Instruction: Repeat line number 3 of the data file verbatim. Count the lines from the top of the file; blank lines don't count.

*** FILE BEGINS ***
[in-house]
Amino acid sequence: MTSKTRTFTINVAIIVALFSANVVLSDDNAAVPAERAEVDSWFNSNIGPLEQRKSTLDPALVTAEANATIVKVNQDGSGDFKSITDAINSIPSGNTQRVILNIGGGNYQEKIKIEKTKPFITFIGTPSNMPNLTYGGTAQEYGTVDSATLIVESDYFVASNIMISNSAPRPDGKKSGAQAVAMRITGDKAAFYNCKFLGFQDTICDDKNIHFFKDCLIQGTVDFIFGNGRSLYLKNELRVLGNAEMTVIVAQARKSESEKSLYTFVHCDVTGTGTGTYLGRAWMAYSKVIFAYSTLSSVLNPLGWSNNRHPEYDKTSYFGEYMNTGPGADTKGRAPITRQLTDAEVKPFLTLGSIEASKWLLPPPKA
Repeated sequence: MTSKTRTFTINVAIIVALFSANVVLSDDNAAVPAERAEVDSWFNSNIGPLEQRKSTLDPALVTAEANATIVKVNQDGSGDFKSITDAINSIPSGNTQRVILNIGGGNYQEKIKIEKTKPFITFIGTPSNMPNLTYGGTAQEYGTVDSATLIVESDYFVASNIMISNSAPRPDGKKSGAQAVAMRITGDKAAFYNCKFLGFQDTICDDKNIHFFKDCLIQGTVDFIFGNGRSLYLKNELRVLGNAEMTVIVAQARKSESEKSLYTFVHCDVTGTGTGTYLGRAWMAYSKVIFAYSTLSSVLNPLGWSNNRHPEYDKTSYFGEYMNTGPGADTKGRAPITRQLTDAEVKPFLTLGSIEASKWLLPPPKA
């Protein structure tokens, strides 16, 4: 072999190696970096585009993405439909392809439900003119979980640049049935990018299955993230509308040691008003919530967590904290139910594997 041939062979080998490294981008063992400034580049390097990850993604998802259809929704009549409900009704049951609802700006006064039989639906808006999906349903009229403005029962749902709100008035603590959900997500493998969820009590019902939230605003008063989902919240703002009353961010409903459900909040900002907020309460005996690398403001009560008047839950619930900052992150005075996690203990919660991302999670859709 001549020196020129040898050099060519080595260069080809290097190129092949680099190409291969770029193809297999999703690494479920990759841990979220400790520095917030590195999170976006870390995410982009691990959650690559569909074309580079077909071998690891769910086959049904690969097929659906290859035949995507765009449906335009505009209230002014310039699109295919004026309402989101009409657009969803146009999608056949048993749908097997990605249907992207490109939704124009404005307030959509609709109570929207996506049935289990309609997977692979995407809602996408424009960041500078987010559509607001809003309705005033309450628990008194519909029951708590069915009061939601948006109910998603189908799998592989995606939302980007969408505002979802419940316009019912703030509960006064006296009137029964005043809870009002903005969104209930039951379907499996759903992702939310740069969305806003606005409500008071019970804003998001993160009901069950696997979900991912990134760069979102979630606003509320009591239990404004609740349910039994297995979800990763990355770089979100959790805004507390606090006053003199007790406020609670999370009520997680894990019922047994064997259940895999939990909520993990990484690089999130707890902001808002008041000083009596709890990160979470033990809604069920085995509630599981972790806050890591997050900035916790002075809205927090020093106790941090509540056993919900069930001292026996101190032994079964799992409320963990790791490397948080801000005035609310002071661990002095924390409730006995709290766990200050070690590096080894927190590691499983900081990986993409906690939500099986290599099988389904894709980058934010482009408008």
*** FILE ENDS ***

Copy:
Repeated sequence: MTSKTRTFTINVAIIVALFSANVVLSDDNAAVPAERAEVDSWFNSNIGPLEQRKSTLDPALVTAEANATIVKVNQDGSGDFKSITDAINSIPSGNTQRVILNIGGGNYQEKIKIEKTKPFITFIGTPSNMPNLTYGGTAQEYGTVDSATLIVESDYFVASNIMISNSAPRPDGKKSGAQAVAMRITGDKAAFYNCKFLGFQDTICDDKNIHFFKDCLIQGTVDFIFGNGRSLYLKNELRVLGNAEMTVIVAQARKSESEKSLYTFVHCDVTGTGTGTYLGRAWMAYSKVIFAYSTLSSVLNPLGWSNNRHPEYDKTSYFGEYMNTGPGADTKGRAPITRQLTDAEVKPFLTLGSIEASKWLLPPPKA